About Us | Help Videos | Contact Us | Subscriptions

Members of ASA, CSSA, and SSSA: Due to system upgrades, your subscriptions in the digital library will be unavailable from May 15th to May 22nd. We apologize for any inconvenience this may cause, and thank you for your patience. If you have any questions, please call our membership department at 608-273-8080.


Institutional Subscribers: Institutional subscription access will not be interrupted for existing subscribers who have access via IP authentication, though new subscriptions or changes will not be available during the upgrade period. For questions, please email us at: queries@dl.sciencesocieties.org or call Danielle Lynch: 608-268-4976.



This article in AJ

  1. Vol. 102 No. 4, p. 1238-1243
    Received: Feb 2, 2010

    * Corresponding author(s): wjc3@cornell.edu
Request Permissions


Soybeans Compensate at Low Seeding Rates but not at High Thinning Rates

  1. W. J. Cox *a,
  2. J. H. Cherneya and
  3. E. Shieldsb
  1. a Dep. of Crop and Soil Sciences
    b Dep. of Entomology; Cornell Univ., Ithaca, NY 14853


Soybean [Glycine max (L.) Merr.] seed costs have more than tripled, so high seeding rates are expensive insurance against poor emergence associated with planting conditions or pest damage to established plant stands. Drilled soybeans (0.19 m spacing) were evaluated in New York (NY) in 2006 and 2007 at three seeding (358,000; 469,000; and 580,000 seeds ha−1) and four thinning rates (0, 10, 25, and 50% at the sixth node stage) to determine if yields can be maintained at lower seeding rates. Soybean plants responded linearly to seeding rates with 20% more grams of biomass, 0.9 more side branches, 21% more pods, and 21% more seeds plant−1 at 358,000 seeds ha−1 vs. the recommended 469,000 seeds ha−1 (21.1 g, 1.4 side branches, 30.6 pods, and 70.1 seeds plant−1), resulting in similar biomass accumulation (∼555 g m−2) during seed development (∼R5 stage), pod density (817 vs. 805 m−2), and seed density (1883 vs. 1816 m−2, respectively). Seeds pod−1 (∼2.30) and seed mass (∼170 mg) did not vary and all seeding rates yielded similarly (∼3.1 Mg ha−1). Thinning rates resulted in linear reductions in biomass accumulation and pod density with no effect on seeds pod−1 or seed mass. Thinning reduced yields linearly (3.3 Mg ha−1 for no-thinning and 2.8 Mg ha−1 for 50% thinning). Seeding by thinning rate interactions were not observed so plant density reductions after stand establishment posed no greater risk at lower seeding rates. Growers who drill soybeans in the northeastern United States should consider lower seeding rates.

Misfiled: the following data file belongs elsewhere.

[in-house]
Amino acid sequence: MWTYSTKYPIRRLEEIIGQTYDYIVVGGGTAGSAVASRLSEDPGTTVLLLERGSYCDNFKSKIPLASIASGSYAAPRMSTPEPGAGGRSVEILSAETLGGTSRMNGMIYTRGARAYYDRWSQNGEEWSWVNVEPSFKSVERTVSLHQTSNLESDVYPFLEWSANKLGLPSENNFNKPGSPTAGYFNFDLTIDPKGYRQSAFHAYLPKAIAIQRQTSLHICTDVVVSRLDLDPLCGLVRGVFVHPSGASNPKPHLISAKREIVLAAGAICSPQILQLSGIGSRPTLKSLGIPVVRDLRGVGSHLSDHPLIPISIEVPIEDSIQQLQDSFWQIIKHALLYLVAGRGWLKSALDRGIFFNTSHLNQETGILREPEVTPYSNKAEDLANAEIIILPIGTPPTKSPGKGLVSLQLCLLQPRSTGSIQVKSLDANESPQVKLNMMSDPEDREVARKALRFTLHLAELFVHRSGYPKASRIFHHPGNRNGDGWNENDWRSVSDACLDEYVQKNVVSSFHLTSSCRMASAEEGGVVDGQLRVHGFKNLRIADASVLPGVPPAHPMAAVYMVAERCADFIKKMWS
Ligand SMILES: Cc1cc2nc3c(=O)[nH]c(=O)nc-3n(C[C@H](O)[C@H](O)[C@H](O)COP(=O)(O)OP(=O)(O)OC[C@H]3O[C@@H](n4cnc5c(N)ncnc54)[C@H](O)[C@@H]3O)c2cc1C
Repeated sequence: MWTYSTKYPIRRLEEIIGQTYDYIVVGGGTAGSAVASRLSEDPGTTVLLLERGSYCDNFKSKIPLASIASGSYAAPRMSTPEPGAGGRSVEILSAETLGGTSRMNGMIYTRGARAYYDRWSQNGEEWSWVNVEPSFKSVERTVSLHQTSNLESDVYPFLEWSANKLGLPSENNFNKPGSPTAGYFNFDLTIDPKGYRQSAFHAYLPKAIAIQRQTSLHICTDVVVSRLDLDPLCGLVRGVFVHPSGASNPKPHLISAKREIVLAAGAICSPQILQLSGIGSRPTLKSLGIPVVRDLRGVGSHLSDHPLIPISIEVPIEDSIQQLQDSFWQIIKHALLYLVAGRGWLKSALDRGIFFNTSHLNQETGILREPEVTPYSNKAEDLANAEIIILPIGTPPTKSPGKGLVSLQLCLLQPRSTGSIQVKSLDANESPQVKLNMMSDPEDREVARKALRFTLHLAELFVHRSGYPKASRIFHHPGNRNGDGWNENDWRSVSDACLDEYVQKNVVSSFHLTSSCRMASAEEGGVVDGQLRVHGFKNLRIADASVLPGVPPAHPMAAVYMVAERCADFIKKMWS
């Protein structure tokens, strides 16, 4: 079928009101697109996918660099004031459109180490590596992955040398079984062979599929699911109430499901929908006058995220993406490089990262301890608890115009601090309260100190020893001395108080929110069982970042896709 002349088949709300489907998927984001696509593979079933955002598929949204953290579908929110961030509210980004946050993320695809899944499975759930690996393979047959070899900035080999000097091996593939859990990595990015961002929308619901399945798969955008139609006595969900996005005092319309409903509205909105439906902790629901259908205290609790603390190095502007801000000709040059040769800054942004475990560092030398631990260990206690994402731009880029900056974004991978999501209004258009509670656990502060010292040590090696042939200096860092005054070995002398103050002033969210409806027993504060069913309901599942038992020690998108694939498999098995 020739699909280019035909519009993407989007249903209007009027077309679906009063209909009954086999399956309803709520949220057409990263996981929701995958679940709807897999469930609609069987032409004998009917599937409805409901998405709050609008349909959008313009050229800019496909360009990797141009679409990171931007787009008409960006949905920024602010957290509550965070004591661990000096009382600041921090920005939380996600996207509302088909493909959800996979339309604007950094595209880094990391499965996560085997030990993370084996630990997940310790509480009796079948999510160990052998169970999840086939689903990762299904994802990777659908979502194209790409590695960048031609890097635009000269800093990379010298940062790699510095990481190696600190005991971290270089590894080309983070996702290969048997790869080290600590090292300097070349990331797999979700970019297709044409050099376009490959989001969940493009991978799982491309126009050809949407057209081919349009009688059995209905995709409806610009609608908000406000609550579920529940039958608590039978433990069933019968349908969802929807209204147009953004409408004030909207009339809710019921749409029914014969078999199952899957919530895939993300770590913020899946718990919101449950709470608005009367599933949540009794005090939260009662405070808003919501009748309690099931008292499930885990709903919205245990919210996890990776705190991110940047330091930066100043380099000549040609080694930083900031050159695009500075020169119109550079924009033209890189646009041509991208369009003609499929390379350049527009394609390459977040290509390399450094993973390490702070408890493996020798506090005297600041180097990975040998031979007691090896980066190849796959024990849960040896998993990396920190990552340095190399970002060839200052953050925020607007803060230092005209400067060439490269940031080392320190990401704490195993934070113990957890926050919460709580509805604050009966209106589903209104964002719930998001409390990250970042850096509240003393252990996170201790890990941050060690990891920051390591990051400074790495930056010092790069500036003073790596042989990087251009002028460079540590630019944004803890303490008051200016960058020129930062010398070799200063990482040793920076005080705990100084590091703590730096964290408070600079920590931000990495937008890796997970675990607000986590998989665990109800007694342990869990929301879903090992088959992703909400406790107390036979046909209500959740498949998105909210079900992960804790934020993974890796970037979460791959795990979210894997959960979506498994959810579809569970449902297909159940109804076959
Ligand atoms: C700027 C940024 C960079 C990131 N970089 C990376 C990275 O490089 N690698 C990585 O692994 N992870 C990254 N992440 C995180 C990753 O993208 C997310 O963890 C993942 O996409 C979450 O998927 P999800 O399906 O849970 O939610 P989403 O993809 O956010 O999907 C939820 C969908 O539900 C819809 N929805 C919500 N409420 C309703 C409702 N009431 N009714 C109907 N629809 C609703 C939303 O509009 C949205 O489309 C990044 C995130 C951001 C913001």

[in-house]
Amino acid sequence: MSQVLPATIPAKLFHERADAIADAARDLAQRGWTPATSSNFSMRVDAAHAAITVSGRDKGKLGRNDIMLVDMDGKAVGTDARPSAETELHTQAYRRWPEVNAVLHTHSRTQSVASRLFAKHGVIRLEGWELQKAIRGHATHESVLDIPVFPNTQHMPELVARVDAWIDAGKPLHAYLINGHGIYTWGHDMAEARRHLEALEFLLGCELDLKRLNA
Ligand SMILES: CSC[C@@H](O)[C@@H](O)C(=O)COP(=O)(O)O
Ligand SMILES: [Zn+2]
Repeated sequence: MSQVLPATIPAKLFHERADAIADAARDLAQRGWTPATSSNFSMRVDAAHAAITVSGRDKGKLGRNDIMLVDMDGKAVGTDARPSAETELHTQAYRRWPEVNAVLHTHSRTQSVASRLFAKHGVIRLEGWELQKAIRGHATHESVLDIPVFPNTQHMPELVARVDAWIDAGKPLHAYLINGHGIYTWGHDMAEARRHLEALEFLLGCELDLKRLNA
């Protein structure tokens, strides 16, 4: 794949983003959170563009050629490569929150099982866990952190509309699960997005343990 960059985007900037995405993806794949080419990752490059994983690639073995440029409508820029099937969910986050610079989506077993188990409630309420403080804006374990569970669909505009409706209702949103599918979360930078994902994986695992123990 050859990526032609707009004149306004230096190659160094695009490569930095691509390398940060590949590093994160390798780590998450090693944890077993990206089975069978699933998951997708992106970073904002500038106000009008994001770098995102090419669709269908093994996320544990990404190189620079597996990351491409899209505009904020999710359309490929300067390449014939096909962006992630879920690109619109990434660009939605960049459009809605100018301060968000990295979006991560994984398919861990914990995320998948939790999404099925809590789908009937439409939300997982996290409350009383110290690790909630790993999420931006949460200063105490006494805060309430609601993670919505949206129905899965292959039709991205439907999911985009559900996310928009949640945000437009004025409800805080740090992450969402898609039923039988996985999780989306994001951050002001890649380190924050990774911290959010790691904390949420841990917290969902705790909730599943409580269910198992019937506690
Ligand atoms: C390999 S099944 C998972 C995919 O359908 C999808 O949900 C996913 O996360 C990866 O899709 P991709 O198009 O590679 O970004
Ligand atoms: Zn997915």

Please view the pdf by using the Full Text (PDF) link under 'View' to the left.

Copyright © 2010. American Society of AgronomyCopyright © 2010 by the American Society of Agronomy